Guidelines for Poster Presentations


Note: the following guidelines assume written language that is read like English (left to right, top to bottom). You may need to adjust this depending on how people in your target country read.

Posters can either raise awareness or provide enough information to allow farmers to take action. They should also stimulate discussion. Posters should not present large amounts of information.

Poster space is limited, so:

  • use as little text as possible
  • emphasize images and graphics
  • make sure every item in your poster is necessary.

If you want to offer extra information, you can produce handouts that provide more details than your poster.

A poster is essentially a visual presentation, so try to find ways to show what you want farmers to know.

1. Preparation and Layout

  • Identify the major message to be communicated
  • Draw a rough sketch of your poster on graph paper - this gives you an idea of which components wil go where. Include a title that calls for action;
  • Make sure that your information reads like a book - flowing from left to right and from top to bottom. Arrows or identifiers (sequences of letters or numbers) can help guide your reader through the poster.
  • Keep it simple — too much information leads to messy, cluttered posters.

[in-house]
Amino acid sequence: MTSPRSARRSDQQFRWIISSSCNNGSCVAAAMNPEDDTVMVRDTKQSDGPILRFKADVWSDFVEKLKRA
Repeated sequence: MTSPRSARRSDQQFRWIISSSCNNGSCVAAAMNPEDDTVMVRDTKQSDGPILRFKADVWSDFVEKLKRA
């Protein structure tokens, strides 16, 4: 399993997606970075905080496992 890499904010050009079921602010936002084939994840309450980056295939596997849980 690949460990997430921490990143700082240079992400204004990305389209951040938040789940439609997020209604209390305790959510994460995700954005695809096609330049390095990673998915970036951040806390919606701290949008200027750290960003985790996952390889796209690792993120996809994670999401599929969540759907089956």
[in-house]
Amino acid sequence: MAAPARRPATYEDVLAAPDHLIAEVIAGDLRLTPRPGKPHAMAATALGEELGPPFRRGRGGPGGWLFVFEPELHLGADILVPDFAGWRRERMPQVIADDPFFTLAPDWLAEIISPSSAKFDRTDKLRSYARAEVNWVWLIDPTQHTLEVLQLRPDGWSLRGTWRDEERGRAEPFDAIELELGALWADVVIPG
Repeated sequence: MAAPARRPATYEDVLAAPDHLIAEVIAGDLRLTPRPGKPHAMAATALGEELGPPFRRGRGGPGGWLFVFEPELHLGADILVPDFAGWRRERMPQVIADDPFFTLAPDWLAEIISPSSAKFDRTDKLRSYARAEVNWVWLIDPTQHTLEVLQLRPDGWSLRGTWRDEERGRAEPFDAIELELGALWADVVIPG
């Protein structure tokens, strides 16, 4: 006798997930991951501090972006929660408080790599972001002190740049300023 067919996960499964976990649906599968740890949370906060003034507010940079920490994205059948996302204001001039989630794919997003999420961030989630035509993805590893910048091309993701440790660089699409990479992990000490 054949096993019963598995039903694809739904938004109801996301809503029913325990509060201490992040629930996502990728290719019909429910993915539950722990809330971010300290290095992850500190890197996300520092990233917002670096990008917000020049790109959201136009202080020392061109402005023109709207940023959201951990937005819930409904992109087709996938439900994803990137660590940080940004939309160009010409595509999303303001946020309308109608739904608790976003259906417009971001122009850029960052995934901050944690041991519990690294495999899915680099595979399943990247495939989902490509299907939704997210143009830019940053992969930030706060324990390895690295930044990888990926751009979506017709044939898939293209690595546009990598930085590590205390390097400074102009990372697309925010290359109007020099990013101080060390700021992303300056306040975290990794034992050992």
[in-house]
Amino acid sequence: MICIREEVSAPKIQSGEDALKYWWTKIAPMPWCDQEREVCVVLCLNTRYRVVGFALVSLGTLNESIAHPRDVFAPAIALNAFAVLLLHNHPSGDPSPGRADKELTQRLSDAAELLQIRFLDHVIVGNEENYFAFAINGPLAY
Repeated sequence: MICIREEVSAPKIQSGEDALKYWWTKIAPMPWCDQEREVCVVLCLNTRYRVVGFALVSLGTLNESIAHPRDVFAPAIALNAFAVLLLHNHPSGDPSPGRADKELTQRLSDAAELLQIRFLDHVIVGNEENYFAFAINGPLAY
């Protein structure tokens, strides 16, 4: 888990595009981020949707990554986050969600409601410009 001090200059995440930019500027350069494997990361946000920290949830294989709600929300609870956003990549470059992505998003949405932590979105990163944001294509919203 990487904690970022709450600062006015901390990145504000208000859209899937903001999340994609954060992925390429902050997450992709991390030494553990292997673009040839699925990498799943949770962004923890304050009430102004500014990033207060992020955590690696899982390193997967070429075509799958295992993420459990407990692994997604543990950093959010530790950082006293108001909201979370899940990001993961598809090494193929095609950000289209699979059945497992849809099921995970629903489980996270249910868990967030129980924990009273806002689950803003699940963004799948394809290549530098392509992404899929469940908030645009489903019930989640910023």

• Avoid too many numbers and words.
  • Stick to 2 or 3 main points. Too many points can confuse the reader.
  • Get feedback from others before you finalize the poster.
  • The size of posters can range from A3 Frame Size – 29.7 cm x 42 cm / 11.75" x 16.5" to 150 cm x 90 cm / 60" x 40”.

2. Text

  • Double-space all text.
  • Use short sentences and simple words.
  • Write concisely.
  • Avoid jargon, acronyms and/or unusual abbreviations.

3. Fonts

  • All information should be large enough to read easily from at least 1.2 meters (4 feet) away.
  • The title should be printed across the top of the poster in characters of 80-150 points.
  • Subheadings should be a minimum 60 points.
  • General text should be a minimum 24 points.
  • Sans serif fonts are easier to read. For example: Arial, Century Gothic, Franklin Gothic, Medium Lucida Sans.
  • Use one font throughout the poster. Don’t mix fonts.
  • Add emphasis by using boldface, underlining, or color.
  • Do not use all capital letters unless it is for 1- or 2-word headings.


4. Illustrations and images

  • Most graphics should be self-explanatory (i.e., they should not need an explanatory caption). Such graphics should dominate the poster (at least half of your poster space).
  • Keep captions brief.
  • Avoid visual distractions.
  • Make use of logo’s to show the origin and the branding of the institute but avoid that they are distracting.

5. Use of Color

  • Color can be distracting if overused — 2 to 3 colors should be enough.
  • Use a light background with darker images and a dark background with lighter images.
  • Use a neutral background (gray) to emphasize color in images and a white background if you need to reduce the impact of colored images.

Click here for more examples of posters: A, B, C.